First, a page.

Epilepsy is a neurological disorder which affects the brain. It is a tendency to have repeated seizures. This tendency can be long term but the seizures can be controlled meaning that a person can have epilepsy but they may not have active seizures. Seizures can start in a part of the brain or happen in both sides of the brain at once. Nearly 40,000 people in Ireland have epilepsy as do 50 million people worldwide. For many people, their epilepsy affects them most while seizures are active. For others, the impact of having epilepsy may be longer term, if their seizures continue.
This section will give you an introduction to epilepsy and below are some common questions about the condition. Further information and details can be found in our 'Epilepsy Explained' booklet. This resource is also available for download at the end of this section.
In the video below, one of Ireland's leading Epilepsy specialists, Prof Norman Delanty explains what epilepsy is...
What causes epilepsy?
In half of cases there is no known cause. The person has no illness, disease or damage to explain epilepsy. This is called Idiopathic epilepsy.
Some causes are inborn or developmental such as genetic abnormalities or structural problems in the brain like malformed veins or areas which have not developed normally. Genetic factors can be unique to the person or hereditary. Most people with epilepsy have no family history of it but some epilepsies are more common in some families. A low seizure threshold, which can reduce the brain's resistance to a seizure, may run in families. Some epilepsies are genetic but may not be inherited. A genetic change may be part of the person’s unique genetic makeup but may not affect their family members. Research into genetics and epilepsy is finding more and more genetic causes for epilepsy.
Can epilepsy be cured?
Typically we talk about control of seizures, which in most cases is achieved with medication. Surgery can be very successful and may cure epilepsy in some people. When someone is seizure free and off medication for many years their epilepsy can be considered resolved. However, resolved does not mean the same as cured and there is no guarantee that seizures would never return. Further information on epilepsy treatment and surgery can be found in the 'Treatment' section of our website.
How is epilepsy treated?
The main treatment for epilepsy are Anti-Epileptic-Drugs or AEDs for short. The AED prescribed will depend on the seizure type. Sometimes more than one AED is needed. AEDs are all designed to stop too much electrical activity in the brain. The goal is to stop the seizures completely using one drug, or the fewest drugs with least side effects. This can sometimes take time to achieve. Seizure control is more likely when you are taking medication as prescribed and not changing it unless guided by your doctor or specialist nurse.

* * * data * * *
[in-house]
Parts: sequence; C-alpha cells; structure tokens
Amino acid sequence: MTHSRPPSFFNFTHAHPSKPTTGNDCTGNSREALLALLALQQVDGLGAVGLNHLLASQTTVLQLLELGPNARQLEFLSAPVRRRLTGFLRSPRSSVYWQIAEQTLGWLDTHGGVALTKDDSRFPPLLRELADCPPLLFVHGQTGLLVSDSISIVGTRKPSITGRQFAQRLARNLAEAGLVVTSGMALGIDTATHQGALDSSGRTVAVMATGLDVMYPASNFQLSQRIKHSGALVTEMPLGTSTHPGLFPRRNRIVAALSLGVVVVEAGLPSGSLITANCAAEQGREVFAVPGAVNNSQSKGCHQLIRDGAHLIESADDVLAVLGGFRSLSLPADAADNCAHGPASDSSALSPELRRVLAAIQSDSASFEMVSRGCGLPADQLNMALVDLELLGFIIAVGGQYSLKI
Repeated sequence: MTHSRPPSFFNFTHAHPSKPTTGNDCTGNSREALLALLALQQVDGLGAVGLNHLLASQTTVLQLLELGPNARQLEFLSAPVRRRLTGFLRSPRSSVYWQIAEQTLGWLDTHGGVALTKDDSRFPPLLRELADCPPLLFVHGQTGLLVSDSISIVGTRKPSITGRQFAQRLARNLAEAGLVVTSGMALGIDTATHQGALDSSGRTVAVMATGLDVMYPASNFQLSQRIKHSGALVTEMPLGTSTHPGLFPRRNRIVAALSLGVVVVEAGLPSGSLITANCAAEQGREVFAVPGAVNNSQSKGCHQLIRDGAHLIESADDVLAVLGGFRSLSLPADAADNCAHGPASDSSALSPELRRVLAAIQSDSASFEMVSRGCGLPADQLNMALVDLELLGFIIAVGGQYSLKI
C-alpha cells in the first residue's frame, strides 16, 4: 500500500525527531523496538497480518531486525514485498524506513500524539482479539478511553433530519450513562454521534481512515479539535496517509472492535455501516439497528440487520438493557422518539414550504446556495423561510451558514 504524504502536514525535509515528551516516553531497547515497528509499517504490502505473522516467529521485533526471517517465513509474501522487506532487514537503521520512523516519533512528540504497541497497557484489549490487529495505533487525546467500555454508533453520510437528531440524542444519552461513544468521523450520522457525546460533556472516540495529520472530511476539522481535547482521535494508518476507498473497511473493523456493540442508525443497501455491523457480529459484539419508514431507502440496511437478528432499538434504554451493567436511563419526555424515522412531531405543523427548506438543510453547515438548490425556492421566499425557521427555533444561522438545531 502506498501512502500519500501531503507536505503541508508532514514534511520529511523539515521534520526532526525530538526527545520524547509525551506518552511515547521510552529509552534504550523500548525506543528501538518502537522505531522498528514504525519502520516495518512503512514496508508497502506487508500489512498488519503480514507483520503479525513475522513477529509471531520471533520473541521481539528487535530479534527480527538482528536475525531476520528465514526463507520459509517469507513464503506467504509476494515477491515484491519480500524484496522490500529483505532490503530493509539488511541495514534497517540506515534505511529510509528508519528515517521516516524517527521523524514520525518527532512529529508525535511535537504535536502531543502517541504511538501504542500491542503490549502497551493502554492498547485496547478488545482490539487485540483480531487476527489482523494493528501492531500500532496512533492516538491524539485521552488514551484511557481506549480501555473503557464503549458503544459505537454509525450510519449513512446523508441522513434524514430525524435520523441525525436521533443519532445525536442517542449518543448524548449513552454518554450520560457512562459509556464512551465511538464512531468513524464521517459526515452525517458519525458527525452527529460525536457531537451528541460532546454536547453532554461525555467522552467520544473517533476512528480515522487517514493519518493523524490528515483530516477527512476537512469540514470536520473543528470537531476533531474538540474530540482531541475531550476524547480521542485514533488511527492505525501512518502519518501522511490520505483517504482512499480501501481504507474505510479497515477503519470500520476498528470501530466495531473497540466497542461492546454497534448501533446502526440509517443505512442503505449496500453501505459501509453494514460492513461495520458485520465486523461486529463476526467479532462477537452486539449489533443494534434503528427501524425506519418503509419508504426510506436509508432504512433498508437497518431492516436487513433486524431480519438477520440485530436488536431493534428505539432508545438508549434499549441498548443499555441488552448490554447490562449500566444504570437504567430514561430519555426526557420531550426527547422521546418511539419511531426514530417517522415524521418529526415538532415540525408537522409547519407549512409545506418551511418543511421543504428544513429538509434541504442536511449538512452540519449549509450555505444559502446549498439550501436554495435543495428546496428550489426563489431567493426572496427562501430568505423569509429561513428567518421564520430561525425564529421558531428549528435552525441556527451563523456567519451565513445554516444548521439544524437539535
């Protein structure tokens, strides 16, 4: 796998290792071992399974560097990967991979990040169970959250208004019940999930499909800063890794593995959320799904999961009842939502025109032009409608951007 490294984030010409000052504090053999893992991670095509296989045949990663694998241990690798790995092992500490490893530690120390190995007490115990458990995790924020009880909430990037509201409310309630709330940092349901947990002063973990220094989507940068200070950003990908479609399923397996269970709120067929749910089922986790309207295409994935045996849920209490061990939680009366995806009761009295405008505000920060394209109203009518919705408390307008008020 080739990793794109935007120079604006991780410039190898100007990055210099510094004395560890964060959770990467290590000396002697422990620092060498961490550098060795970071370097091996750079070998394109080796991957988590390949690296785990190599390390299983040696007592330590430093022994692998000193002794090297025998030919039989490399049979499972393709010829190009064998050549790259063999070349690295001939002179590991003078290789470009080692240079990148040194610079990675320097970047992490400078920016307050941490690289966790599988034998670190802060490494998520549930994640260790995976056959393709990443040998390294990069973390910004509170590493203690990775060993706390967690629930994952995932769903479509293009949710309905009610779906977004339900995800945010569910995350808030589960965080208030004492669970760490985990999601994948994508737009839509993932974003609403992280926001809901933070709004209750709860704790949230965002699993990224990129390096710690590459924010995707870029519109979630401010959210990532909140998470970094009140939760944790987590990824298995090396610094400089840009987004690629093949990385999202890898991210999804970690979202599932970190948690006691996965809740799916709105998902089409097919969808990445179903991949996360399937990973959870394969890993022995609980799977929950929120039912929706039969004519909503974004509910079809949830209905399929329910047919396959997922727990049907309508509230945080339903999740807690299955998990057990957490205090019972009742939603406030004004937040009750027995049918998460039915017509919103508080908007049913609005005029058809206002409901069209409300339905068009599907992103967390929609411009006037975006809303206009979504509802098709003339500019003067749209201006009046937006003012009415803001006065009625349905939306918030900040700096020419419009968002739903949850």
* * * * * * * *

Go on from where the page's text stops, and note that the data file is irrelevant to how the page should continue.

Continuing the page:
What is a seizure?
Epilepsy is the collective term for a large group of anatomical and functional disorders of the brain that are characterized by repeated seizures.
In simple terms a seizure happens when ordinary brain activity is suddenly disrupted. A seizure can be described as an internal electrical storm. It is the consequence of abnormal, excessive discharges of nerve cells. It is this sudden unexpected loss of control that accounts for many of the misconceptions and the prejudice associated with epilepsy. Seizures are the symptoms of the disorder. There are many different types of seizures and further information on these can be found in the 'Seizure Types' section of our website.
What causes a seizure?
For many people a seizure just happens. However, certain triggers can make seizures more likely. Common triggers can include missed medication, too much alcohol, lack of sleep, stress, and illnesses or fevers. Everyone is different and what affects one person may have no effect on another. If you find that certain things trigger your seizures, it is wise to try to avoid whatever it may be. In this way, you may be able to control the number of seizures you have by changing your lifestyle. Further information on seizure triggers and lifestyle can be found in the 'Lifestyle" section of our website.
What first aid is needed for seizures?
Seizure first aid is often misunderstood as being complex. However, the key measures that need to be taken can be summarised in three key words - TIME, SAFE, STAY. It is vitally important to know what to do in the event of a seizure and you can learn exactly what to do by visiting the 'Seizure First Aid' section of our website. You can also download or read our key seizure first aid posters below:
Seizure first aid posters for convulsive seizures.
Seizure first aid posters for non-convulsive seizures.
Will flashing lights, computers and TV affect me?
Only a small number of people with epilepsy (3-5%) are photosensitive and may have seizures due to flickering lights like strobes or flicker of sunlight through trees. This is diagnosed on an EEG. If you aren’t sure if this applies to you, ask your medical team.
What support can Epilepsy Ireland offer?
We are there to support people with epilepsy and their families on their respective journeys with the condition. In the 'Our Services' section of our website, you will see information on some of the services we offer. We also regularly host online or in-person information events, which can be found on the 'Events' section of our website. However, the front line of our service is our Community Resource Officers. If you need information, support or advice - regardless of what stage you are at on your journey with epilepsy - please get in touch with your local Community Resource Officer and we will do our utmost to support you.
Watch Rick's video!
In the video below, our patron, Rick O'Shea, discusses living with epilepsy and addresses some of the myths associated with epilepsy.